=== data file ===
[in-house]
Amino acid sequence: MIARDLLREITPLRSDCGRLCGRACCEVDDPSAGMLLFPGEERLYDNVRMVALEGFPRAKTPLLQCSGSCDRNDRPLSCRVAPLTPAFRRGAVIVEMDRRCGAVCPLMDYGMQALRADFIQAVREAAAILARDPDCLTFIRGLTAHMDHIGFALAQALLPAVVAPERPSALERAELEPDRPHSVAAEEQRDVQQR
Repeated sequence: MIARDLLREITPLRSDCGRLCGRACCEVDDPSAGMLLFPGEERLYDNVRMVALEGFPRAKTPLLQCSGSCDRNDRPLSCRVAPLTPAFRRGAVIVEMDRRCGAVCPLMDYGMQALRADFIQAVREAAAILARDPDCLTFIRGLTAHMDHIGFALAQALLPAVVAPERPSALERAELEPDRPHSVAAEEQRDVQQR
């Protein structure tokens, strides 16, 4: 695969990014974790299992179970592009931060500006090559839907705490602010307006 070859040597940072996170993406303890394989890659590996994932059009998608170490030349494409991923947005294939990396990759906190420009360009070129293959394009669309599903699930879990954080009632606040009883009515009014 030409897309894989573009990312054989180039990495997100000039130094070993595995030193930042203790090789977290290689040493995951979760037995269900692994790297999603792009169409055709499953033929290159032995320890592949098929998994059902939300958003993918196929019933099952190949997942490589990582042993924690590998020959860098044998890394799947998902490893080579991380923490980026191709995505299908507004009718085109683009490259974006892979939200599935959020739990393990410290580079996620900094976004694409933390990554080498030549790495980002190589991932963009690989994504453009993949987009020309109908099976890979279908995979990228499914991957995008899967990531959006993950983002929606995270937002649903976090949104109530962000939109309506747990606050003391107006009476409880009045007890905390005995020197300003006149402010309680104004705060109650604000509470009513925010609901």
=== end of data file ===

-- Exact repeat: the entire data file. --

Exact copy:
[in-house]
Amino acid sequence: MIARDLLREITPLRSDCGRLCGRACCEVDDPSAGMLLFPGEERLYDNVRMVALEGFPRAKTPLLQCSGSCDRNDRPLSCRVAPLTPAFRRGAVIVEMDRRCGAVCPLMDYGMQALRADFIQAVREAAAILARDPDCLTFIRGLTAHMDHIGFALAQALLPAVVAPERPSALERAELEPDRPHSVAAEEQRDVQQR
Repeated sequence: MIARDLLREITPLRSDCGRLCGRACCEVDDPSAGMLLFPGEERLYDNVRMVALEGFPRAKTPLLQCSGSCDRNDRPLSCRVAPLTPAFRRGAVIVEMDRRCGAVCPLMDYGMQALRADFIQAVREAAAILARDPDCLTFIRGLTAHMDHIGFALAQALLPAVVAPERPSALERAELEPDRPHSVAAEEQRDVQQR
């Protein structure tokens, strides 16, 4: 695969990014974790299992179970592009931060500006090559839907705490602010307006 070859040597940072996170993406303890394989890659590996994932059009998608170490030349494409991923947005294939990396990759906190420009360009070129293959394009669309599903699930879990954080009632606040009883009515009014 030409897309894989573009990312054989180039990495997100000039130094070993595995030193930042203790090789977290290689040493995951979760037995269900692994790297999603792009169409055709499953033929290159032995320890592949098929998994059902939300958003993918196929019933099952190949997942490589990582042993924690590998020959860098044998890394799947998902490893080579991380923490980026191709995505299908507004009718085109683009490259974006892979939200599935959020739990393990410290580079996620900094976004694409933390990554080498030549790495980002190589991932963009690989994504453009993949987009020309109908099976890979279908995979990228499914991957995008899967990531959006993950983002929606995270937002649903976090949104109530962000939109309506747990606050003391107006009476409880009045007890905390005995020197300003006149402010309680104004705060109650604000509470009513925010609901």